The importance of innovation and partnerships was the message U.S. Department of Housing and Urban Development Secretary Ben Carson brought with him to Idaho.
“We’re encouraging and welcoming innovative housing in our neighborhoods,” Secretary Carson said during a stop in the Boise area on Aug. 12.
Secretary Carson joined U.S. Senator Mike Crapo (R-Idaho), Congressman Russ Fulcher (R-Idaho), Idaho Housing and Finance Association President Gerald Hunter, and other housing leaders to discuss challenges and solutions to affordable housing in Idaho.
“Innovation in America is not dead by any stretch of the imagination nor is entrepreneurship and all we have to do is make sure that we don’t bog people down with so many barriers … that we can’t use the technology,” Secretary Carson said.
Housing affordability is not only a critical issue in Idaho, but all across the country. Nationwide, millions of lower-income Americans are searching for affordable rental homes as the supply struggles to keep up with demand.
While in Idaho, the HUD secretary toured the indieDwell factory, which was highlighted at the 2019 Innovative Housing Showcase in Washington D.C., in June. During the tour, Secretary Carson learned how the Caldwell company turns old shipping containers into affordable housing units. The process, which takes about two weeks to complete, garnered a high- five from Secretary Carson’s wife, Candy.
Affordable housing relies on partnerships, Carson says
“The reason that housing is that expensive is supply and demand. So if we can increase the supply with homes like this, demand goes down and the prices stabilize,” Secretary Carson said.
“The operational costs of one of these units is significantly lower for your standard construction. … The cost of operating, utilities and everything else, as well as the safety from the environmental perspective, low maintenance. This is an incredible effort to try and reduce the cost of homeownership,” Sen. Crapo said.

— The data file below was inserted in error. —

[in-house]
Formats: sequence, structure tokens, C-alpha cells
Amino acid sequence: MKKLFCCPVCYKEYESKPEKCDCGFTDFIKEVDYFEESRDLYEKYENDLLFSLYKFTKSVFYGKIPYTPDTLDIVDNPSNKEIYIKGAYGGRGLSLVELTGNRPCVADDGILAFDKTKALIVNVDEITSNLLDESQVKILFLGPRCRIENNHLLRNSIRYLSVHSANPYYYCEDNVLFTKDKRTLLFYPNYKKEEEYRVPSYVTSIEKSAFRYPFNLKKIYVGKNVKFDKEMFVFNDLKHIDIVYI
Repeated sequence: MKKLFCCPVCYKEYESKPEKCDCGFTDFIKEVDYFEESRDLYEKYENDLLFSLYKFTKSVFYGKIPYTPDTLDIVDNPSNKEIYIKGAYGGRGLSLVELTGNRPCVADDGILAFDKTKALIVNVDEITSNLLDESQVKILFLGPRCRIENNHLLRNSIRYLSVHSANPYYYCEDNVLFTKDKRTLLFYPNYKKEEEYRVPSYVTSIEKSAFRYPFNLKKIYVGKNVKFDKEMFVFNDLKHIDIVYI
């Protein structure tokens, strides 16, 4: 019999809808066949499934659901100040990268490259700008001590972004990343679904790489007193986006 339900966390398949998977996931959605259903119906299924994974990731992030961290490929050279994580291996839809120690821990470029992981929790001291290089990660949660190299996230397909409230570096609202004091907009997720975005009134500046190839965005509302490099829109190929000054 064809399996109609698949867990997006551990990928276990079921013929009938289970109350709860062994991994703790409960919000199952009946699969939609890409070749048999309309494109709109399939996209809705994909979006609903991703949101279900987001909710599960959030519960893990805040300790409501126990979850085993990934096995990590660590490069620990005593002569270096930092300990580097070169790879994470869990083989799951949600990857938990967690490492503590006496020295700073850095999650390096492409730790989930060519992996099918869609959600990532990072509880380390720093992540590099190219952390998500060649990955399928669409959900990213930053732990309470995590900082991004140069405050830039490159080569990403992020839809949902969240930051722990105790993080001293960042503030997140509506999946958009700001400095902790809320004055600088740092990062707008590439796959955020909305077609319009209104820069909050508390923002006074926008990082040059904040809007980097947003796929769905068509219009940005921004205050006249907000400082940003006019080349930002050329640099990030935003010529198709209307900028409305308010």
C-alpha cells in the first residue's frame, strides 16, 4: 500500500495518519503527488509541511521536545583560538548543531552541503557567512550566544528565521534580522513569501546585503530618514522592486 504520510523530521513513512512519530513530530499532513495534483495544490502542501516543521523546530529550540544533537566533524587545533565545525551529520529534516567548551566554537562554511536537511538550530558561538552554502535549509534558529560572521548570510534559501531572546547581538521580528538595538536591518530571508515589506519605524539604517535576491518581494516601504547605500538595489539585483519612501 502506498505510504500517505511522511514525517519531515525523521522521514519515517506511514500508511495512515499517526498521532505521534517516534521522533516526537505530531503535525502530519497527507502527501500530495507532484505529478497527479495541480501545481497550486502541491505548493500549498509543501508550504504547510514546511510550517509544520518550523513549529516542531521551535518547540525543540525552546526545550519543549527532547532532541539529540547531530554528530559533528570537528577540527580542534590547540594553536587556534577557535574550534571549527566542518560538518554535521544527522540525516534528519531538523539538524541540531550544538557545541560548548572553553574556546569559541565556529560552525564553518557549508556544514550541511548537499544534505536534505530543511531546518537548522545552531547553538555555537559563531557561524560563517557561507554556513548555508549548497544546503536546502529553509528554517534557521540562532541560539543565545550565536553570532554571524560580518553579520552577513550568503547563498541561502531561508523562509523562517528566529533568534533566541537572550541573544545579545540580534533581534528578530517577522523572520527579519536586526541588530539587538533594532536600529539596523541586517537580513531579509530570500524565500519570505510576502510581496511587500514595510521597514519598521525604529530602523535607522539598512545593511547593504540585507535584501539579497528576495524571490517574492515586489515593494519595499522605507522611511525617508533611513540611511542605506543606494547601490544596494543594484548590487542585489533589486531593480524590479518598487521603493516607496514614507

The group toured the 12th and River Senior Apartments, which were completed near Downtown Boise in 2012 as part of the city of Boise’s Pioneer Pathway revitalization initiative. The complex’s location provides easy walking and biking access to the Boise River, the heart of Downtown, medical services, and other amenities. The project utilized a combination of funds from public and private partners. It’s this type of collaboration that Sen. Crapo and Secretary Carson believe need to happen to help address the housing affordability crisis.
“We must throw out the established norms, expand our public-private partnerships, and create more incentives for developers and others to build more affordable housing,” Sen. Crapo said in a news release.
“With cities like Boise leading the way, we’re seeing partnerships form in communities across the country that help preserve existing housing stock, but also increase the production of new homes,” Secretary Carson added.
In the past few years a number of affordable housing developments have been built or are under construction in Idaho thanks to public-private partnerships including, Adare Manor Bonneville Hotel, New Path Community Housing, and Valor Pointe.
One of the biggest challenges when it comes to building affordable housing is funding. During the 2019 Low-Income Housing Tax Credit (LIHTC) allocation process, IHFA received 20 applications from developers hoping to build affordable housing, but was only able to fund eight of those projects. The 2020 LIHTC allocation process saw 21 applications asking for more than double the amount of tax credit available.
“Housing affordability is a real challenge,” IHFA’s Hunter said.
Crapo outlines what Congress is doing to help
Sen. Crapo, who is chairman of the Senate Banking Committee, says Congress is in the process of trying to provide additional resources to build affordable housing in America.
“We are right now working in Congress, in the Banking Committee, to reform our housing finance laws. And in doing so, one of the key elements in that is to dramatically increase the commitment of resources through our federal housing trust fund. In fact, I’m even proposing that we create an additional fund,” Sen. Crapo said.
Secretary Carson said the challenges that remain ahead are not going to be easy, but added nothing worthwhile is ever easy.
“There’s really nothing that can stop us from being successful as long as we remain united,” Secretary Carson said.